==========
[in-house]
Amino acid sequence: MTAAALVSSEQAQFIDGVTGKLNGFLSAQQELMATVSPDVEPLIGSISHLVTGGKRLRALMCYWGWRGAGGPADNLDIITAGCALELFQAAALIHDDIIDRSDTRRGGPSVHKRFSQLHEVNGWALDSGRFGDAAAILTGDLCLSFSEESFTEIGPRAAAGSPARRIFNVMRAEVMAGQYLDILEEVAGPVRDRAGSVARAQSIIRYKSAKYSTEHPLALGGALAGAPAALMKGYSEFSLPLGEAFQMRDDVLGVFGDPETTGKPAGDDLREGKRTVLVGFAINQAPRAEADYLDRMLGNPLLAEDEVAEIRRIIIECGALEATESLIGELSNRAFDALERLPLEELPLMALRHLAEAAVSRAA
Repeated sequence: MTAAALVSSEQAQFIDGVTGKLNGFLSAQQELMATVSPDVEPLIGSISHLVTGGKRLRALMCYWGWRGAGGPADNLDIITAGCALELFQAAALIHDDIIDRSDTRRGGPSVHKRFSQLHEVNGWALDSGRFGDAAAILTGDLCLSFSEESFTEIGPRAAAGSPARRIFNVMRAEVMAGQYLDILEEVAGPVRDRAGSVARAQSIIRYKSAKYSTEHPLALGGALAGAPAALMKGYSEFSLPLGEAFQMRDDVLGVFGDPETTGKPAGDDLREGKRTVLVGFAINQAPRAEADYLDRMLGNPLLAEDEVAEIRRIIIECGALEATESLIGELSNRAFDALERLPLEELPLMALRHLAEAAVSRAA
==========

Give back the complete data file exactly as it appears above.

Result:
[in-house]
Amino acid sequence: MTAAALVSSEQAQFIDGVTGKLNGFLSAQQELMATVSPDVEPLIGSISHLVTGGKRLRALMCYWGWRGAGGPADNLDIITAGCALELFQAAALIHDDIIDRSDTRRGGPSVHKRFSQLHEVNGWALDSGRFGDAAAILTGDLCLSFSEESFTEIGPRAAAGSPARRIFNVMRAEVMAGQYLDILEEVAGPVRDRAGSVARAQSIIRYKSAKYSTEHPLALGGALAGAPAALMKGYSEFSLPLGEAFQMRDDVLGVFGDPETTGKPAGDDLREGKRTVLVGFAINQAPRAEADYLDRMLGNPLLAEDEVAEIRRIIIECGALEATESLIGELSNRAFDALERLPLEELPLMALRHLAEAAVSRAA
Repeated sequence: MTAAALVSSEQAQFIDGVTGKLNGFLSAQQELMATVSPDVEPLIGSISHLVTGGKRLRALMCYWGWRGAGGPADNLDIITAGCALELFQAAALIHDDIIDRSDTRRGGPSVHKRFSQLHEVNGWALDSGRFGDAAAILTGDLCLSFSEESFTEIGPRAAAGSPARRIFNVMRAEVMAGQYLDILEEVAGPVRDRAGSVARAQSIIRYKSAKYSTEHPLALGGALAGAPAALMKGYSEFSLPLGEAFQMRDDVLGVFGDPETTGKPAGDDLREGKRTVLVGFAINQAPRAEADYLDRMLGNPLLAEDEVAEIRRIIIECGALEATESLIGELSNRAFDALERLPLEELPLMALRHLAEAAVSRAA